DALLAS — The ability for independent operators to improve their competitive position must come from a willingness by their wholesale distributors to reduce supply chain costs, David Schoeder, principal at The Food Partners, Washington, D.C., told the Executive Management Conference of the National Grocers Association here.
The conference was closed to the press but a copy of the presentation was given to SN by NGA officials.
“Sales growth from wholesalers' existing retail base will be minimal in the intermediate term, driven primarily by retailers seeking a more efficient supply chain,” Schoeder said.
That means wholesalers will have to close non-viable distribution centers over the next few years to reduce supply chain costs and give independents a better chance to compete, he explained.
Schoeder also said wholesalers may need to seek more opportunities with convenience stores or small businesses.
While self-distributing chains are focusing on removing costs at the distribution level rather than the retail level, grocery wholesalers “have not been on the front line fighting the battle for consumer dollars,” Schoeder said.
Caught in the middle of the supply chain, wholesalers are feeling the pinch from deflation and a lack of forward-buy opportunities on one end and from lower purchases by retail customers on the other, he noted.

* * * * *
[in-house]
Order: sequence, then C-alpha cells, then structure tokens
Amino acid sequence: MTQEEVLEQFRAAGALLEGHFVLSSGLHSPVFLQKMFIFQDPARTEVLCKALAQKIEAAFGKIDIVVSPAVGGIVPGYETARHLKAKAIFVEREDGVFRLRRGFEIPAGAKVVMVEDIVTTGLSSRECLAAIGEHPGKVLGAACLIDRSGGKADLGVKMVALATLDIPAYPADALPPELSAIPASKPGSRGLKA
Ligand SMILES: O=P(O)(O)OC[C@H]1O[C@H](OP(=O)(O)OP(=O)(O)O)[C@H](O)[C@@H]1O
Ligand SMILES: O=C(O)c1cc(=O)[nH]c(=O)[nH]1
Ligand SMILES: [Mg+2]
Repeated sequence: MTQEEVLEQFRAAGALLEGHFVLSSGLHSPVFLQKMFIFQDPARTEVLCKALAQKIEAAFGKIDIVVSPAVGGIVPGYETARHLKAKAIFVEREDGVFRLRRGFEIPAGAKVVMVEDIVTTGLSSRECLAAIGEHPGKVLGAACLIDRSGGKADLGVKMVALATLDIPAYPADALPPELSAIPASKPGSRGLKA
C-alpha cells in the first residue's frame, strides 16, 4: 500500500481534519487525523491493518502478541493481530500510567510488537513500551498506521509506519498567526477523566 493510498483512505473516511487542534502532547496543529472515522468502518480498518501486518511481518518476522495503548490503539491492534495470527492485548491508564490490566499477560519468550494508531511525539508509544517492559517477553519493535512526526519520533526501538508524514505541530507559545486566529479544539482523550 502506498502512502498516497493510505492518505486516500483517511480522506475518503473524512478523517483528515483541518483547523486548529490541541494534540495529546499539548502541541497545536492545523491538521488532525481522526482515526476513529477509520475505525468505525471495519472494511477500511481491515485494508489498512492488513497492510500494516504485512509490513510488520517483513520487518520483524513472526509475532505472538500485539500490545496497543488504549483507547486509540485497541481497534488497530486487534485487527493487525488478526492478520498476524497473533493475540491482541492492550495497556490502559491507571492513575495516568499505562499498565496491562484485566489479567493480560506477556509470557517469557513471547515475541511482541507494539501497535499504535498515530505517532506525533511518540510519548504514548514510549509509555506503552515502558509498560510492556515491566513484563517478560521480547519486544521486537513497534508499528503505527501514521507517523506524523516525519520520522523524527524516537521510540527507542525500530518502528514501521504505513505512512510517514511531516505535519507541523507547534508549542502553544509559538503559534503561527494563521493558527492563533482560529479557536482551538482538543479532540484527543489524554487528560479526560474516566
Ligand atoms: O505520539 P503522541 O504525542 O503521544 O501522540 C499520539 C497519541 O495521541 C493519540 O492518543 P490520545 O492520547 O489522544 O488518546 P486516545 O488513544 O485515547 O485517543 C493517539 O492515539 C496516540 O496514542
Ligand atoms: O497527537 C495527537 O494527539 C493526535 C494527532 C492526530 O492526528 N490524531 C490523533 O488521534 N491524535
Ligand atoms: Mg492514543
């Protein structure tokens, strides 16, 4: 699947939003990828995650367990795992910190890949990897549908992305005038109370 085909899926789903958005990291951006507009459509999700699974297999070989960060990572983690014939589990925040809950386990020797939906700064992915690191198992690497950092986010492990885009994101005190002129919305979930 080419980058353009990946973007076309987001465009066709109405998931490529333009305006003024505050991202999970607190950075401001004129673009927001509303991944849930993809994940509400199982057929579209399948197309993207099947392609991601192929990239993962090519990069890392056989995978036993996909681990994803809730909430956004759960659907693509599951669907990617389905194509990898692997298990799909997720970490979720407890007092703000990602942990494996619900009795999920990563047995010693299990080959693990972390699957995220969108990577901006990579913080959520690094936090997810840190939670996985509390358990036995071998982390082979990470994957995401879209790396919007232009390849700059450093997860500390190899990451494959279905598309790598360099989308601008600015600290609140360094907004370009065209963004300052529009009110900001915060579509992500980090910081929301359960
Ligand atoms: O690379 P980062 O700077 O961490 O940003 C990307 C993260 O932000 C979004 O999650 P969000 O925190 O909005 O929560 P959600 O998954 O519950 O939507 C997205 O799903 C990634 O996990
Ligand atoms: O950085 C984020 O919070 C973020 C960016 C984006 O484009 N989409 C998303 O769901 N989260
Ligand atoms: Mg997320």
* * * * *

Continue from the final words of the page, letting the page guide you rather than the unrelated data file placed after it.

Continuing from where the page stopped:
The demise of Fleming “was the one event in the last 15 years that created a material benefit for other wholesalers nationally,” he said. “But in the new world order, the competitive dynamics of wholesale have changed in many markets.
“Historically, the voluntary wholesale business model relied on a high degree of trust between the retailer and his wholesaler and competition to balance the relationship. But the resurgence of the retailer-owned distribution model reflects the turning of the tide in many markets.”
Schoeder said he believes acquisitions by retailers will be driven by strategic buyers consolidating in-market or contiguous opportunities as other retailers seeking exit strategies for underperforming assets create opportunities for other operators.
Large-scale acquisitions will probably be delayed, he said, while distressed companies are likely to be sold as break-up plays.
“Of the stores for sale, fewer will be acquired because retailers are embracing a ‘pick of the litter' strategy, and the focus will be on acquisition opportunities of one or two stores to in-fill markets.
“However, major retailers will continue to reduce their store base market-by-market, and the divestiture or closure of underperforming stores will accelerate — at the same time the financial performance of underperforming retailers will decline more rapidly because they are the least competitively positioned,” he said.
As a result, new retail grocery store development will be driven primarily by retail failures and the attractive rental terms that will be available, with retailers focusing on existing stores to retain customers and attract new ones who are changing their shopping patterns, Schoeder said.
The number of retail grocery acquisition opportunities last year far exceeded the number of transactions that were actually consummated, and the retailers offered for sale were primarily distressed assets, he added.